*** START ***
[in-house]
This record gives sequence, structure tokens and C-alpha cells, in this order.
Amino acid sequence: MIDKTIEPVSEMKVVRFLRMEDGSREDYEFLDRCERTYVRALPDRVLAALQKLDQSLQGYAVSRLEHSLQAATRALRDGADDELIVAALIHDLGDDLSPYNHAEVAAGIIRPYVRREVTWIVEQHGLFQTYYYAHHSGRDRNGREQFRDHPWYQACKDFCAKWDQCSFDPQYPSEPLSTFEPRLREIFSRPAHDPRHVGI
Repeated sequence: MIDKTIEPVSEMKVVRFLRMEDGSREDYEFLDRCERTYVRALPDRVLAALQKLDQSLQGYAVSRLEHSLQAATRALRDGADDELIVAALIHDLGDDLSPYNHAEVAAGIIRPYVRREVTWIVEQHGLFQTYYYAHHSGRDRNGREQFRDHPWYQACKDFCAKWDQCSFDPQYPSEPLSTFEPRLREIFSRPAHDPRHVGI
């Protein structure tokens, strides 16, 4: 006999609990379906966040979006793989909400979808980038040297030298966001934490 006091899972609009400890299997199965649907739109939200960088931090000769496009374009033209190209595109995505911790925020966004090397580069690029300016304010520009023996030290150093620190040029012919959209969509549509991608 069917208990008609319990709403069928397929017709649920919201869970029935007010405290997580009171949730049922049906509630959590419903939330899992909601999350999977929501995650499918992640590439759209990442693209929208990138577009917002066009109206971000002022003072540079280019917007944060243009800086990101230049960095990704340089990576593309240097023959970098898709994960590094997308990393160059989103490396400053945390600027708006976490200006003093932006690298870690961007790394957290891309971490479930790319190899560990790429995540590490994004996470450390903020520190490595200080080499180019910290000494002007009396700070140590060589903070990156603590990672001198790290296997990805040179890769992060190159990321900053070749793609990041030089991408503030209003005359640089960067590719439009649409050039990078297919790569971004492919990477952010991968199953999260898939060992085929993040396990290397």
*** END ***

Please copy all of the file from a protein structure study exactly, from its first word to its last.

[in-house]
This record gives sequence, structure tokens and C-alpha cells, in this order.
Amino acid sequence: MIDKTIEPVSEMKVVRFLRMEDGSREDYEFLDRCERTYVRALPDRVLAALQKLDQSLQGYAVSRLEHSLQAATRALRDGADDELIVAALIHDLGDDLSPYNHAEVAAGIIRPYVRREVTWIVEQHGLFQTYYYAHHSGRDRNGREQFRDHPWYQACKDFCAKWDQCSFDPQYPSEPLSTFEPRLREIFSRPAHDPRHVGI
Repeated sequence: MIDKTIEPVSEMKVVRFLRMEDGSREDYEFLDRCERTYVRALPDRVLAALQKLDQSLQGYAVSRLEHSLQAATRALRDGADDELIVAALIHDLGDDLSPYNHAEVAAGIIRPYVRREVTWIVEQHGLFQTYYYAHHSGRDRNGREQFRDHPWYQACKDFCAKWDQCSFDPQYPSEPLSTFEPRLREIFSRPAHDPRHVGI
């Protein structure tokens, strides 16, 4: 006999609990379906966040979006793989909400979808980038040297030298966001934490 006091899972609009400890299997199965649907739109939200960088931090000769496009374009033209190209595109995505911790925020966004090397580069690029300016304010520009023996030290150093620190040029012919959209969509549509991608 069917208990008609319990709403069928397929017709649920919201869970029935007010405290997580009171949730049922049906509630959590419903939330899992909601999350999977929501995650499918992640590439759209990442693209929208990138577009917002066009109206971000002022003072540079280019917007944060243009800086990101230049960095990704340089990576593309240097023959970098898709994960590094997308990393160059989103490396400053945390600027708006976490200006003093932006690298870690961007790394957290891309971490479930790319190899560990790429995540590490994004996470450390903020520190490595200080080499180019910290000494002007009396700070140590060589903070990156603590990672001198790290296997990805040179890769992060190159990321900053070749793609990041030089991408503030209003005359640089960067590719439009649409050039990078297919790569971004492919990477952010991968199953999260898939060992085929993040396990290397």